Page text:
Conjoined twins separated with help of virtual reality in Brazil

Arthur and Bernardo Lima were born as craniopagus twins, an extremely rare condition in which they are fused at the cranium. PHOTOS: REUTERS

RIO DE JANEIRO (AFP) - Conjoined twins born in Brazil with a fused head and brain have been separated in what doctors described Monday (Aug 1) as the most complex surgery of its kind, which they prepared for using virtual reality.

Arthur and Bernardo Lima were born in 2018 in the state of Roraima in northern Brazil as craniopagus twins, an extremely rare condition in which the siblings are fused at the cranium.

Joined at the top of the head for nearly four years - most of that spent in a Rio de Janeiro hospital outfitted with a custom bed - the brothers are now able to look each other in the face for the first time, after a series of nine operations culminating in a marathon 27-hour surgery to separate them.

London-based medical charity Gemini Untwined, which helped carry out the procedure, described it as the "most challenging and complex separation to date," given that the boys shared several vital veins.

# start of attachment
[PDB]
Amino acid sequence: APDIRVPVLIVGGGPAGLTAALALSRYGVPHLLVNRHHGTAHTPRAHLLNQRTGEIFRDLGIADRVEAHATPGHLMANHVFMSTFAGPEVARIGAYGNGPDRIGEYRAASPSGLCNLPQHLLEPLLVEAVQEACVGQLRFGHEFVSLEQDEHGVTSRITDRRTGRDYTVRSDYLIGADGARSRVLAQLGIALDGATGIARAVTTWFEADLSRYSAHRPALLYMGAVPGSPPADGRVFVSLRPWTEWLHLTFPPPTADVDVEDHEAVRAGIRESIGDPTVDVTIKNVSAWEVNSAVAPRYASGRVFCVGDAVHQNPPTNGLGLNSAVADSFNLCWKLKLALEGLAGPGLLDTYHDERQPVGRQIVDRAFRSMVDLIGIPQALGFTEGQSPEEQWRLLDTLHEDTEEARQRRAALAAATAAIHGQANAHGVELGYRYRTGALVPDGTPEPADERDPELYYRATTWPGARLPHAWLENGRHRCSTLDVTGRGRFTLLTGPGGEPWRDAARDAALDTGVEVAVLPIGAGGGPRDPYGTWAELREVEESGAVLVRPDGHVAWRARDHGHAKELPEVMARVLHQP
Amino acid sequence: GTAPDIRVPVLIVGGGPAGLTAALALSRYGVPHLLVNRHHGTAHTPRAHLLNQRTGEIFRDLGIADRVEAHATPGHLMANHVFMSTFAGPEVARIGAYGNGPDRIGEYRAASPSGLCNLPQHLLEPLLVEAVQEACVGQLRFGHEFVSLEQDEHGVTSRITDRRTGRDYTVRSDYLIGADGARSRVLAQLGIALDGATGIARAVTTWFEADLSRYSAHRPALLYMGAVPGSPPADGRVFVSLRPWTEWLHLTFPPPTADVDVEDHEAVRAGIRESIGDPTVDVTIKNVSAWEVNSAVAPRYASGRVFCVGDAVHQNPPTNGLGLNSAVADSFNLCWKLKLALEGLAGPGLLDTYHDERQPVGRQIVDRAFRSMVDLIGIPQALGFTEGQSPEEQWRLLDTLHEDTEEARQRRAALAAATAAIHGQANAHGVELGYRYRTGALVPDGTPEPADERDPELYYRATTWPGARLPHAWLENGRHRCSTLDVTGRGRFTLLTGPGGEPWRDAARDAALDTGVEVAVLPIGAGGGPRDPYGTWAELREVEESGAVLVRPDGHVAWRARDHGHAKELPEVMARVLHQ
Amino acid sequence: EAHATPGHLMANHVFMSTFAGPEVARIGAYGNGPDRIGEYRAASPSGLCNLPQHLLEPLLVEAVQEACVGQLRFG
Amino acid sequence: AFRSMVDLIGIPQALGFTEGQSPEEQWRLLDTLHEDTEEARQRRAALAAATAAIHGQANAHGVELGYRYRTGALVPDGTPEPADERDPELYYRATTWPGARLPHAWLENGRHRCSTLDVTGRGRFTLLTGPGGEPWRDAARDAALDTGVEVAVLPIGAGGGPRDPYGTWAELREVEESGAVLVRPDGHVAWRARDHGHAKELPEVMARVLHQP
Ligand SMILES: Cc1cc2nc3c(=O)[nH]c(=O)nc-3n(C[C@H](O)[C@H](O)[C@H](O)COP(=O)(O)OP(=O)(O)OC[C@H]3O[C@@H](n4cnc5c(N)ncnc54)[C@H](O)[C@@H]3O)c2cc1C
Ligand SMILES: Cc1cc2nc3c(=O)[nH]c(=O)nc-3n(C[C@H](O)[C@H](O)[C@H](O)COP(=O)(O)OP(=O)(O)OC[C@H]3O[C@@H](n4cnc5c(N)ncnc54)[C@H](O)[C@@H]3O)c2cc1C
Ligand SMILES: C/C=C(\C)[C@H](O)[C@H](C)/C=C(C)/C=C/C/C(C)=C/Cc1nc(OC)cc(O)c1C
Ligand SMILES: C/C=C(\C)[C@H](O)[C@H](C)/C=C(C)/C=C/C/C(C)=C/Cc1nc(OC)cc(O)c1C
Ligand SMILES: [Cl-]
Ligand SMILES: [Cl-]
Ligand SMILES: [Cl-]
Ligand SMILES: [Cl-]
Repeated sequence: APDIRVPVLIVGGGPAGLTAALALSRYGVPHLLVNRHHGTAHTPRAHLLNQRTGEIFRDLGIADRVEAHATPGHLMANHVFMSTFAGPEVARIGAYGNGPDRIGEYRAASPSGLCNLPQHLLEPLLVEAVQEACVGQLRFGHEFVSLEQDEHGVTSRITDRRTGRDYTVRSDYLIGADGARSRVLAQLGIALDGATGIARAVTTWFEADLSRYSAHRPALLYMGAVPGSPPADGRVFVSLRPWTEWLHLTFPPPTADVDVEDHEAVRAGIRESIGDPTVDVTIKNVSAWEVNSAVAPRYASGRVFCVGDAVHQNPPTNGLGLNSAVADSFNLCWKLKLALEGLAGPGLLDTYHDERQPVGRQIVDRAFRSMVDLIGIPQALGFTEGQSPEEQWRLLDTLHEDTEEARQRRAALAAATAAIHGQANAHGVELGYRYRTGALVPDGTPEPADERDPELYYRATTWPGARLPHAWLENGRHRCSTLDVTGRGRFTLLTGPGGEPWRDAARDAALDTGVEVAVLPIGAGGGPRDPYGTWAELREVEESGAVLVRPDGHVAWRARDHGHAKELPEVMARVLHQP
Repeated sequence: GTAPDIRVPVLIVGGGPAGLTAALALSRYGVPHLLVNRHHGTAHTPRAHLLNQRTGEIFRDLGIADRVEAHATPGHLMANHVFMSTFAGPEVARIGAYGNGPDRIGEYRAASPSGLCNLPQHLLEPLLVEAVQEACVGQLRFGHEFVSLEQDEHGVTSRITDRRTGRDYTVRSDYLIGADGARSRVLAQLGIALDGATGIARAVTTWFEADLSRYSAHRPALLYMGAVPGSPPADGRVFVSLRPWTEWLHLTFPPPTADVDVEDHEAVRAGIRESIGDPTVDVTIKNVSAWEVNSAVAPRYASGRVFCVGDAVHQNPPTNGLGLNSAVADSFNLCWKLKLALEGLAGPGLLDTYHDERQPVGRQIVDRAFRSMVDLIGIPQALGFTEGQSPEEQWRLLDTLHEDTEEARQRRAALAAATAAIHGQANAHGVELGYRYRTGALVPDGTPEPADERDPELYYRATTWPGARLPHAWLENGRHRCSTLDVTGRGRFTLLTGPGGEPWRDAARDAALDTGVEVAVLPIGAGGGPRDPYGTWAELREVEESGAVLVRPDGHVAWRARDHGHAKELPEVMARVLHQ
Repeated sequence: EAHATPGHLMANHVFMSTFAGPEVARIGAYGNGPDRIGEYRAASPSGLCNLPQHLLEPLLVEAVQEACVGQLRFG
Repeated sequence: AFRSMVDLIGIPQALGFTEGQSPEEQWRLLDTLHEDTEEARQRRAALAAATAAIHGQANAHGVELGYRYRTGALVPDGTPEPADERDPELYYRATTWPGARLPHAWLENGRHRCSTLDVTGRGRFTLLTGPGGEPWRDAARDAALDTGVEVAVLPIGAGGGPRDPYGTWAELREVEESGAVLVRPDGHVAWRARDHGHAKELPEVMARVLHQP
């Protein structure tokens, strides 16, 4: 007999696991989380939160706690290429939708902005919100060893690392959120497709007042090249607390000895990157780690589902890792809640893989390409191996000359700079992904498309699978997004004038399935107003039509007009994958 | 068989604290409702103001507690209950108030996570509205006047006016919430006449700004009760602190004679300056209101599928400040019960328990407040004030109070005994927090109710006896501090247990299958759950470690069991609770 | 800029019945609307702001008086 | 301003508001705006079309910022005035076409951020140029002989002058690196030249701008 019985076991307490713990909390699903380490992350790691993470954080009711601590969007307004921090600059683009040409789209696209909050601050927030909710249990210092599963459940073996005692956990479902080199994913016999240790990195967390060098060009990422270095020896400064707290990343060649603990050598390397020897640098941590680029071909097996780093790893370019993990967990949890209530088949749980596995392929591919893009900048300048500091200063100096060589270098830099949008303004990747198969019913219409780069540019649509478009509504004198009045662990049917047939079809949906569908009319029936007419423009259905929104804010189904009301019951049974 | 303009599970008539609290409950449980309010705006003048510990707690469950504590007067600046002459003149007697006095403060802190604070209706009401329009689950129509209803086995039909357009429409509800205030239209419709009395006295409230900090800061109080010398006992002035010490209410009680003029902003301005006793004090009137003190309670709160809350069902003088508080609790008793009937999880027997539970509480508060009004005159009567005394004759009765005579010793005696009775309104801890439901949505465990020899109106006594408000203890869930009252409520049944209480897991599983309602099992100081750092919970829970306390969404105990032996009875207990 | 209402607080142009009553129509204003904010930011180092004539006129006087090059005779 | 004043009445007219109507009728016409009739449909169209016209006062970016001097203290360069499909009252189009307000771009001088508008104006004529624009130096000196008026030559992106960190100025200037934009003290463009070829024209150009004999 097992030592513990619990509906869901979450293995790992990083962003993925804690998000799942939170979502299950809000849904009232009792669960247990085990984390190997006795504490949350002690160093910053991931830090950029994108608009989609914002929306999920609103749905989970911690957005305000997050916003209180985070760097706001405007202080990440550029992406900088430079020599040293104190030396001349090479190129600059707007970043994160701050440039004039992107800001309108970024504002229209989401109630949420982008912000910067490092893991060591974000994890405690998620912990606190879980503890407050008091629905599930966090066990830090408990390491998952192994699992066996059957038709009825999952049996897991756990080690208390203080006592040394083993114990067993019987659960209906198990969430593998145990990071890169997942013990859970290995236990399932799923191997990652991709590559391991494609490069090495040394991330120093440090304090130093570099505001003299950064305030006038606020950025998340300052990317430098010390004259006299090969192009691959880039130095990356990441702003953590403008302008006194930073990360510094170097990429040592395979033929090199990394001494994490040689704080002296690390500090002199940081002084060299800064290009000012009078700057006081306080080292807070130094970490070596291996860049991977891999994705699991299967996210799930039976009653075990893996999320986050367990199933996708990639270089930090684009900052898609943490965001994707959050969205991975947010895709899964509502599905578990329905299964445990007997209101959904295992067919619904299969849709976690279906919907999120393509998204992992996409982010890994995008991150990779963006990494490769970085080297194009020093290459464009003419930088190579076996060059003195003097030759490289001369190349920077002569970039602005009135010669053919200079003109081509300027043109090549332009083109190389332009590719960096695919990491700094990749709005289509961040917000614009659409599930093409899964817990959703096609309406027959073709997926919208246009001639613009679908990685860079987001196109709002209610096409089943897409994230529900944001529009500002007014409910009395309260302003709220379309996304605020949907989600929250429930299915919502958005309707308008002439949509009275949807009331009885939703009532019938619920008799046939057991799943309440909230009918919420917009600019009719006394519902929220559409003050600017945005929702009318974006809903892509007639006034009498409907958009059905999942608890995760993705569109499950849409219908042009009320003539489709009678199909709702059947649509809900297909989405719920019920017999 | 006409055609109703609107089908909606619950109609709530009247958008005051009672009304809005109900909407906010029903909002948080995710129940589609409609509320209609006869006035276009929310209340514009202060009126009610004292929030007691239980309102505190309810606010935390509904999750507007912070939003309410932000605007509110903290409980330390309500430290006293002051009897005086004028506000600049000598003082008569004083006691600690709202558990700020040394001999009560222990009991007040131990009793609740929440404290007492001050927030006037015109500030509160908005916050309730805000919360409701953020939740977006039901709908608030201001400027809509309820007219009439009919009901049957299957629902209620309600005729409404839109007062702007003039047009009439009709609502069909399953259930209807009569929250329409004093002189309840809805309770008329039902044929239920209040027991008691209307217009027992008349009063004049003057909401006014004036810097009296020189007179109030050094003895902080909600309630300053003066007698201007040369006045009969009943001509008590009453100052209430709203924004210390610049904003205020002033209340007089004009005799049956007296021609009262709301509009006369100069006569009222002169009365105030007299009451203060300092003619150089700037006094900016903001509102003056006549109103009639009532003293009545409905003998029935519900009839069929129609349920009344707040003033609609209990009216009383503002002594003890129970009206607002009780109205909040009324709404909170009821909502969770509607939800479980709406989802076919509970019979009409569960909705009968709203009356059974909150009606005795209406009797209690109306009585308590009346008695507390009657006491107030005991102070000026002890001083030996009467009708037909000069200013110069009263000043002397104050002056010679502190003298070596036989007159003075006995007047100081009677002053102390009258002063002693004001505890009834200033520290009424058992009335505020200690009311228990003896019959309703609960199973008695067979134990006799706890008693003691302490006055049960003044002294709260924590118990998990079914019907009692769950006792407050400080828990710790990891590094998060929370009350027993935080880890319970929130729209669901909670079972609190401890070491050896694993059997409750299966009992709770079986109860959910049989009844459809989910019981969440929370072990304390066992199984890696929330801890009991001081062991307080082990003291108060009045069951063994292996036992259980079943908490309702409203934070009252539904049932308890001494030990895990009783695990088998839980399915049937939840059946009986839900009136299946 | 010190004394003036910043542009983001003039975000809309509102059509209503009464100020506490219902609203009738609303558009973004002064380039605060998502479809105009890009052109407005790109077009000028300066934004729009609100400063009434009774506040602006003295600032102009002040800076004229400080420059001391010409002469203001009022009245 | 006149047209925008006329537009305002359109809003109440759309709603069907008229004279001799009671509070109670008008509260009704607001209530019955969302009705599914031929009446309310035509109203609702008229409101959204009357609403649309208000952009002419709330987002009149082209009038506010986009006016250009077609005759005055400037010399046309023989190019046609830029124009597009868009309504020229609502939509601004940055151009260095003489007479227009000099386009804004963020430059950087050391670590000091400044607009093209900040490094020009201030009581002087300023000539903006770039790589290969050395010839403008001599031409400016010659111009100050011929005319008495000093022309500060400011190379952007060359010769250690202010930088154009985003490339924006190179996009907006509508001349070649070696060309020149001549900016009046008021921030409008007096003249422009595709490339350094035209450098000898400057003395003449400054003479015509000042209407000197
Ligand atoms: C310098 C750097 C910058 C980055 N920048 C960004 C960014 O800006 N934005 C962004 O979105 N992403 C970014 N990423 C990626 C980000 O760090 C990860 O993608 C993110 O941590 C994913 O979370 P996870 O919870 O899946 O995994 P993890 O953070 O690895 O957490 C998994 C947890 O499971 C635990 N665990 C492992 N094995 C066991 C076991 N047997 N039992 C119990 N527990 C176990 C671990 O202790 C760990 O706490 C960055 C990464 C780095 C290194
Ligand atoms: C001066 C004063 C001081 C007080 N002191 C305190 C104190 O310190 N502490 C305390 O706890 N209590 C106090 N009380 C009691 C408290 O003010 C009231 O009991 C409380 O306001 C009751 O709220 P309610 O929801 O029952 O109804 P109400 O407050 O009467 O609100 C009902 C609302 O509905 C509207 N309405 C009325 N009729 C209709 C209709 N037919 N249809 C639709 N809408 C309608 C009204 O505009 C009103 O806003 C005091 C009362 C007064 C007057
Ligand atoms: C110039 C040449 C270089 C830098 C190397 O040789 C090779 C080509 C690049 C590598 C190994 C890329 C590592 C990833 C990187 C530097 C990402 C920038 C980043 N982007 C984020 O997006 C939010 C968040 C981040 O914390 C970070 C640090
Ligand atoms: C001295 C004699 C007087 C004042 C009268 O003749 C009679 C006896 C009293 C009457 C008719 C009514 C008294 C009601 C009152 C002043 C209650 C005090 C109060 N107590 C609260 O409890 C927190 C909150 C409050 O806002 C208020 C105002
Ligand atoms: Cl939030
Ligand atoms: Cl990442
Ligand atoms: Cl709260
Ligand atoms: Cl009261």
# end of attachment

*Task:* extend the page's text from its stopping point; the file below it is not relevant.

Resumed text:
"The twins had the most serious and difficult version of the condition, with the highest risk of death for both," said neurosurgeon Gabriel Mufarrej of the Paulo Niemeyer State Brain Institute (IECPN) in Rio, where the procedure was performed. "We're very satisfied with the outcome, because no one else believed in this surgery at first, but we always believed there was a chance," he said in a statement.

Members of the medical team, which included nearly 100 staff, prepared for the delicate final stages of the surgery on June 7 and 9 with the help of virtual reality, said Gemini Untwined.

Using brain scans to create a digital map of the boys' shared cranium, surgeons practiced for the procedure in a trans-Atlantic virtual-reality trial surgery.

British neurosurgeon Noor ul Owase Jeelani, the lead surgeon for Gemini Untwined, called the virtual reality prep session "space-age stuff."

"It's just wonderful, it's really great to see the anatomy and do the surgery before you actually put the children at any risk," he told British news agency PA. "You can imagine how reassuring that is for the surgeons... To do it in virtual reality was just really man-on-Mars stuff."

Pictures and videos released by medical staff showed the boys lying side-by-side on a hospital bed post-surgery, little Arthur reaching out to touch his brother's hand.

In tears, the boys' mother, Adriely Lima, described the family's relief. "We've been living in the hospital for nearly four years," she said.

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